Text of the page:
Ours is an old homestead, dating back to the 1800's. As such, we have many old trees here which give us shade and cooling in the summer, and artistry in the winter. I especially love the big old gnarly ones, standing like sentinels which have, for one reason or another died. Despite their leafless form, they continue, year after year to give of themselves.
There's a Butternut that still stands despite its having lost its top years ago. It's riddled with woodpecker holes and crumbling bark, just right for more woodpeckers!
Two old maples guard the outer yard-- their interiors carved out by time but which continue to produce modest tops each year.
A Catalpa has been the centerpiece of our yard, but sadly, died a couple of years ago, traumatized by late hard freeze.
A locust with a top that is now mostly grapevines, giving it the look of having had some kind of haircut that went wildly awry.
And one-half of a mulberry trunk which, while still living, has dropped to the ground and now provides us with a curved, leafy arch as it continues its life in this new form.
Most people probably would regard these old soldiers as having long passed their prime with the message that they should be cut down, dragged off to the tree graveyard or used for firewood and the yard "cleaned up."
But, no. I am not a subscriber to the "neat yard" philosophy. Instead I treasure these fallen-but-still-standing, once-living beings, as much (but in a different way) as I do the living trees that so generously shade us in the summer. These old soldiers provide an artistic backdrop for squirrels, birds, and other animals. Each tree continues to give in its own quiet way, now providing holes for bird nests, perches for preening, shelter from the storms and in the case of the mulberry, which continues to grow, tasty fruit that brings more birds in from surrounding edges. Nesting space is widely available here, with food and water close at hand. Each tree becomes a complete habitat, not just for songbirds, but for hawks in search of a meal and yes, for the odd black snake which must eat, too, and, in season, hunts through the upper stories for eggs, tree frogs and insects. The trunks become platforms upon which the Virginia Creeper climbs, and artful structures upon which grow all manner of interesting fungus. Insects make their homes within the rotting wood, providing food for the growing baby birds. Each old tree is a food web top to bottom.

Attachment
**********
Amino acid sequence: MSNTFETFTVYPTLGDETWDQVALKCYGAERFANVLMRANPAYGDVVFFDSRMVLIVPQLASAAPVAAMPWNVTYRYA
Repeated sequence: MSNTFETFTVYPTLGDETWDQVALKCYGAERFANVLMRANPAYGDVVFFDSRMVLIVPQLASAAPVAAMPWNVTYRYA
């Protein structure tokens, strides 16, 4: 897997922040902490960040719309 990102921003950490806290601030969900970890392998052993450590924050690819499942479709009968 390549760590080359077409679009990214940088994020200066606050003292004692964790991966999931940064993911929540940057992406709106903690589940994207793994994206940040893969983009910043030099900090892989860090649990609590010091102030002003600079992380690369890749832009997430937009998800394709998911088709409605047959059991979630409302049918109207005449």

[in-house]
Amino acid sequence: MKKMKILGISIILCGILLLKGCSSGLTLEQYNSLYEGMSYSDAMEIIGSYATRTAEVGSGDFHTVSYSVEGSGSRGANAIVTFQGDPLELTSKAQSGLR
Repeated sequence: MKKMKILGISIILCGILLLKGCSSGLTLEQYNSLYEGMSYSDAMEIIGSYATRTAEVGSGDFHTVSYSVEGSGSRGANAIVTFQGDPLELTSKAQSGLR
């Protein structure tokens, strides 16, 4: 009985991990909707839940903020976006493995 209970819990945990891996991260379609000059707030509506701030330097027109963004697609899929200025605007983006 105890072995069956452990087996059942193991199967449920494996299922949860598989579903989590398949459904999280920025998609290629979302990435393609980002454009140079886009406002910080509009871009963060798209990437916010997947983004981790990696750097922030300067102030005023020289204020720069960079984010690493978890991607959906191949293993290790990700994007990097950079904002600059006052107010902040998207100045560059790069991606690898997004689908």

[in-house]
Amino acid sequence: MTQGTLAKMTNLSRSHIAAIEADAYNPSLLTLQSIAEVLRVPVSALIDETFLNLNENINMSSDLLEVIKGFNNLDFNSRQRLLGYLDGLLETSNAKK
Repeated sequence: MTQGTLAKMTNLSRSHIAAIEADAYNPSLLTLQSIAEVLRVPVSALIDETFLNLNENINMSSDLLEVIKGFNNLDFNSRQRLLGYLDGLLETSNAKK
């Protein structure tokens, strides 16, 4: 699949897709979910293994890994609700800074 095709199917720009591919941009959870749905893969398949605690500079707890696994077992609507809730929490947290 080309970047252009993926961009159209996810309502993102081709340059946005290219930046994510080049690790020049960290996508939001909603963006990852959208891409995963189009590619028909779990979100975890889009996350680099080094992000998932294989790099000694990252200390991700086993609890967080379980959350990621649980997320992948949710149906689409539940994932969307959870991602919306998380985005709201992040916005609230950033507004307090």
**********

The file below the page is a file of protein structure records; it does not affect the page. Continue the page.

The souls of these trees are still with us, serving a purpose beyond their original life. They offer a humble structure for countless other lives well beyond what most would call their "useful" and "productive" period. But to prune them out would be to curtail an important phase in the natural progression. Instead, we value the contributions of the old guard for their beauty, their functionality, and for the comfort we find simply looking at them and realizing all they've witnessed. When we do cut them out, as will be necessary at some point, they will have lived a full cycle, as their tiny seedlings beneath, grow to take their place.